The system is simple. Norfolk Lines contracts to carry the entire UK-bound exports from Dutch factories through one port in Holland and one port in the UK. There is only one bill of lading for each consignment, similarly there is only one invoice for each consignment Consignments comprise either unit loads direct to the customers' premises or into the company's warehouse at Atlas Wharf. In the latter case, the loads are broken down and delivered on to the wholesale or retail ouilets as required.

In the normal course of events, this type of operation would mean the compilation of a separate rate for each destination. This no longer applies at Norfolk Lines. There was a time when the company was quoting 10 different tonnage rates for 40 different destinations; it became obvious that by applying the flat rate system, paper work could be reduced and customers quoted a rate immediately by telephone. As costs and tonnages rise, the rate is adjusted annually. The first rate was £4 per ton to any place in Great Britain.

The results of this simplified document and rates system are shown in the annual increased turnover; whereas in 1968 Norfolk Lines transported 42,000 tons of foodstuffs to the UK, the figure last year was double that. There were 8000 trailer movements in 1969 and it is anticipated that this will rise to 12,000 in 1970.

The traffic out of Holland now comes continued on page 57 rom far beyond northern Europe and onsignments are received regularly from "urkey and the Far East.

The simple system is matched by the peed and efficiency of the onward aovement after. arrival at Yarmouth. erishable goods, for example, are cleared Customs immediately they leave the hip. This is around 03.00 hours. Some four ours later, the goods are being discharged -I markets in the Midlands and London.

The one-document system works in both irections across the North Sea but, for ibvious reasons, the fiat-rate system cannot. t would be impossible to devise a rate thich would be applicable to both The fague and Vienna. Nevertheless, the ompany has a very excellent rates system. 1/hen called to quote a rate for 1-ton from )alkeith to Vienna, Van der Wilt asked: Which is the nearest large town to )alkeith?" Told it was Edinburgh, he eferred to the Edinburgh /Yarmouth rate, dded to it the Scheveningen /Vienna rate nd supplied the answer in less than a

Of course, it was obvious to Norfolk lines that the earning capacity of the 40 per ent empty vessel must be exploited and in anuary 1969 the company engaged Mr F. . N. Walker, a former director of ontinerital Ferry Trailers (a company in the Transport Development Group), and more recently, transport executive with Evan Cook Ltd. Mr Walker's main task apart from ensuring that the Dutch traffic coming into Great Yarmouth is dispatched expeditiously, is to obtain return load traffic.

The general concept of Continental traffic is that it must be a unit load. Mr. Walker recognizes that there is an ever increasing demand for groupage services and this is the type of service in which Norfolk Lines specializes between Yarmouth and Holland.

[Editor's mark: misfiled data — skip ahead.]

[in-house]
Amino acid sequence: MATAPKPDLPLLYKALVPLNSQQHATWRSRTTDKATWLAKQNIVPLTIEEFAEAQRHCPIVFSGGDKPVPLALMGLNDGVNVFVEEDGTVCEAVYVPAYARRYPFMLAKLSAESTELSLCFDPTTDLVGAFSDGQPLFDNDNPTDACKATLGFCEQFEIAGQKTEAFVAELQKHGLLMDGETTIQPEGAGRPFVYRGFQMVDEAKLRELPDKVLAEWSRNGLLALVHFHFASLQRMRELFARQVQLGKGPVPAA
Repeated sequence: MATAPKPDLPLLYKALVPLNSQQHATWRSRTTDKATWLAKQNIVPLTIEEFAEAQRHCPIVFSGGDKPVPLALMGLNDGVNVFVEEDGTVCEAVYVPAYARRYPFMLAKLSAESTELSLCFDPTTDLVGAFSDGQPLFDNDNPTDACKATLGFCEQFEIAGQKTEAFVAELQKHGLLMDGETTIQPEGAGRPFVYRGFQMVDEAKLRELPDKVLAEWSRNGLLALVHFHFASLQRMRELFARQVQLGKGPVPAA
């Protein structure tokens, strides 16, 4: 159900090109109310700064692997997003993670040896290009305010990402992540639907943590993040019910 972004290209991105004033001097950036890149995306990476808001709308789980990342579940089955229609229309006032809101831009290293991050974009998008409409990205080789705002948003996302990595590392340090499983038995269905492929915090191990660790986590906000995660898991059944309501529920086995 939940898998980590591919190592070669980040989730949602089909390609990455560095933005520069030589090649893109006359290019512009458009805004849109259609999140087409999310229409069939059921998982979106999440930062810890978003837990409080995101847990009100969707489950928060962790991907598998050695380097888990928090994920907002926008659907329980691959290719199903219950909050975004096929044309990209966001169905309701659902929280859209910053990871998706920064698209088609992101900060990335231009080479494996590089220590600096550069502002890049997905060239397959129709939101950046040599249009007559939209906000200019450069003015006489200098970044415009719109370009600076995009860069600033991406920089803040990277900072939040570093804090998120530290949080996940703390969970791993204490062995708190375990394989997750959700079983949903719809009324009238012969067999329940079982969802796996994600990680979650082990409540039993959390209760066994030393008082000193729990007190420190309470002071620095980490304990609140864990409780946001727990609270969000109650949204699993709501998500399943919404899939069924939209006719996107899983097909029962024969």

Following a phone call, the traffic office at Atlas Wharf will make complete arrangements for the collection of the smallest package from the most remote corner of the UK, group it with other traffic at Yarmouth and dispatch it to Holland. While the Duke of Holland is ploughing its way across the North Sea, the teleprinter is advising the Scheveningen office of the details and contents on each semi-trailer. The Dutchmen make arrangements for the groupage trailers to be broken down and the parcels are then transported to their various destinations almost immediately.

Warehousing facilities at Scheveningen are not as large as at Yarmouth at the moment. Extensive warehouse services will be included at the new terminal which is now being developed.

The movement of Superior International from Yarmouth created a unique situation among the drivers. Those who did not want to move inland with SI were given the opportunity to purchase their tractive units and were supported in their application for a B licence by Norfolk Lines. As a result, six small companies have developed and they carry most of Norfolk Lines' traffic between Yarmouth and the markets.

Yarmouth risk?

While the development of Yarmouth as a roll-on /roll-off port may seem to many to be a commercial risk with Felixstowe and Harwich not too far away, Norfolk Lines thinks differently. It is considered that the port offers easy access to Al, the Midlands, M18 and MI, is not subjected to congestion and still has room for further development.

The most startling development in the Norfolk Lines' story is, undoubtedly, that associated with Scheveningen. Mr Remeeus was convinced that the small port could stand development, despite the fact that it was almost on the doorstep of Europoort. "Such has been the development of Europoort", he said, "that depending on where the ferry is berthed, it can take one hour to clear the, port area and a further hour to reach the autobahn."

Convincing the officials at The Hague was no easy task but last month the civic authorities agreed to spend 60m guilders (£6m) developing the port and Mr Remeeus expects that it will be operational by November. Norfolk Lines will be responsible for its administration. Situated within 15 minutes of the autobahn, the port is the fastest route into Europe, he says. He gives an example of the speed with which traffic moves when quoting for Basle in Switzerland. A semi-trailer leaving the ferry at 14.00 hours arrives in Basle, 726 kilometres distant, by 06.00 hours the following day. This, in effect, means that traffic takes only 24 hours to move from Yarmouth to Basle, or about 28 hours from London, the Midlands or the North of England.

British depots The next stage of development of the company is to be the establishment of seven depots in Britain, forming a distribution and collection network—like most of NL's development, it appears to be a natural evolution.

The distribution and collection system is now being established and should be fully operational within the next 12 months, It is anticipated that these depots will provide an even faster service for NL's customers than at present.

It is understood that there are plans to improve the trunk road system in Norfolk and, if this materializes, then it will lead to further development of the port. It is unlikely that Great Yarmouth will ever lose its reputation of being a summer playground but, equally, there is little doubt that with the assistance of the quick-thinking, fast-talking, "jet-propelled" Dutchman L. Remeeus, Yarmouth will become recognized as an industrial port of significance.